A qualified beneficiary must have experienced an employer-initiated termination of their employment, or reduction of hours to benefit from this subsidy. Involuntary termination does not include termination for reason of gross misconduct.
The qualified beneficiary must also not be eligible for other group health coverage or Medicare. Employees who voluntarily terminate their employment and dependents who age off the plan are not eligible for the COBRA subsidy
- Coverage was lost due to involuntary termination of employment or reduction in hours.
- The COBRA participant is still within the COBRA eligibility period as of April 1, 2021.
- Eligible COBRA participants who do not have an election in place will have the opportunity to make an election during an Extended Election Period and will be able to take advantage of the subsidy effective April 1, 2021. This will be referred to as the “lookback period” in determining member eligibility.
- Eligible COBRA participants who have an election in place as of April 1, 2021 will be able to take advantage of the subsidy effective April 1, 2021.
- Eligible COBRA participants who become eligible for COBRA continuation coverage on or after April 1, 2021 will be eligible for the subsidy while it is in effect.
Q. How do I apply for the COBRA subsidy?
Eligible qualified beneficiaries do not need to apply for the COBRA subsidy. The COBRA subsidy should be available to them automatically. Qualified beneficiaries should receive a notice stating they will not be charged the full premium when enrolling in COBRA during the COBRA subsidy coverage period which is from April 1, 2021 through September 30, 2021. Employers should coordinate with their COBRA administrators to establish who is eligible for the ARPA COBRA subsidy. COBRA administrators do not track, and, therefore, do not know whether employer-initiated termination or reduction of hours is the reason for COBRA eligibility.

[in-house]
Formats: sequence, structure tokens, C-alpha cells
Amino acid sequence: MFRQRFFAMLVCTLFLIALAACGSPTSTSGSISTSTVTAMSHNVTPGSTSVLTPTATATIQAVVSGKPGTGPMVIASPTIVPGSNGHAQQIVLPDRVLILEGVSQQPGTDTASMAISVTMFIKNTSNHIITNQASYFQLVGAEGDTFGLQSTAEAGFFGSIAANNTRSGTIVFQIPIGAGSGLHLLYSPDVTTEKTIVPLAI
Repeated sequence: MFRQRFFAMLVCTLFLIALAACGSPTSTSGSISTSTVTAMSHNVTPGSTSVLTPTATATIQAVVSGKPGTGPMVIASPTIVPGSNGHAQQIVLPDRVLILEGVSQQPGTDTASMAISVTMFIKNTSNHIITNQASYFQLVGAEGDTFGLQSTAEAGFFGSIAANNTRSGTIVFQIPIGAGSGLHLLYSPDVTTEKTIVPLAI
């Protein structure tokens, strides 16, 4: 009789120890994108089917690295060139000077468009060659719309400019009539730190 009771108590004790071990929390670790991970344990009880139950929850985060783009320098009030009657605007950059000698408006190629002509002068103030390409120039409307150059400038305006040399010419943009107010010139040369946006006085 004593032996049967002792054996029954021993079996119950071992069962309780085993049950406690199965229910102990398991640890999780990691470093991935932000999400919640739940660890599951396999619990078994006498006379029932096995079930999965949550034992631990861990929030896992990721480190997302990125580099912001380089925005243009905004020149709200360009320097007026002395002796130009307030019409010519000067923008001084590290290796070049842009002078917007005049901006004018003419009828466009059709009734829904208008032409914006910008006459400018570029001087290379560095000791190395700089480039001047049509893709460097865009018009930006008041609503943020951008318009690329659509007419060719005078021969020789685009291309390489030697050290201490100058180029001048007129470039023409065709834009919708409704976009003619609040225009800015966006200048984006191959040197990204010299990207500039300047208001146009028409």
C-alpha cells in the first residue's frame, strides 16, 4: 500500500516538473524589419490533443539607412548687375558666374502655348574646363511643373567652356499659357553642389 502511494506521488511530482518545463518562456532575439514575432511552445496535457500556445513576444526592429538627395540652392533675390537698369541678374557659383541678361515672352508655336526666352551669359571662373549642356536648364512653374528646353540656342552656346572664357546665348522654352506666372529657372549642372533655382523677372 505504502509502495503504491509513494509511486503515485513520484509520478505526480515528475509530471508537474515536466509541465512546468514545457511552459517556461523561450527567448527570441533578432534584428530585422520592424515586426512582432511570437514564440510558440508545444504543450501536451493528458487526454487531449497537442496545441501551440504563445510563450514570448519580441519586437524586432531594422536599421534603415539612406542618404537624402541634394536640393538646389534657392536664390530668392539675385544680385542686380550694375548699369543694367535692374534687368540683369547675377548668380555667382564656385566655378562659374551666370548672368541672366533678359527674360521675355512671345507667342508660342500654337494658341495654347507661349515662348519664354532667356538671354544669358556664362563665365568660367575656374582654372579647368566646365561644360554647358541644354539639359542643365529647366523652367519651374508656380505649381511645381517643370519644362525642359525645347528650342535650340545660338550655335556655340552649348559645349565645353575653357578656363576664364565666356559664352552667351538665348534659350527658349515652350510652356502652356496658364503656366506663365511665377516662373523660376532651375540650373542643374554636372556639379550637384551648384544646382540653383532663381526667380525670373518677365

Q. What is the special COBRA election period?
The ARPA provides an additional COBRA election period for certain qualified beneficiaries. This includes:
- People who would qualify for the premium subsidy and are still within their 18-month coverage period but declined COBRA coverage previously.
- People who dropped COBRA coverage before the maximum coverage period expired.
It is important to note that if the COBRA triggering event was not ‘involuntary termination’ or ‘reduction of hours’, individuals would only be eligible for the re-enrollment in COBRA, and not the subsidy.
Q. How long is the special COBRA election period?
The election period starts on the date the qualified beneficiary receives a new COBRA election notice and lasts for 60 days, however, if an election is made within the new 60-day election period, continuation coverage will be retroactive back to April 1, 2021.
Q. Does the special COBRA election period extend the maximum COBRA coverage period?
No, it does not. The new election period does not extend the maximum coverage period for any qualified beneficiary who elects COBRA coverage under these circumstances.
Q. If COBRA is elected during the new COBRA election period; will coverage start retroactively back to initial eligibility; or for the date COBRA coverage was dropped?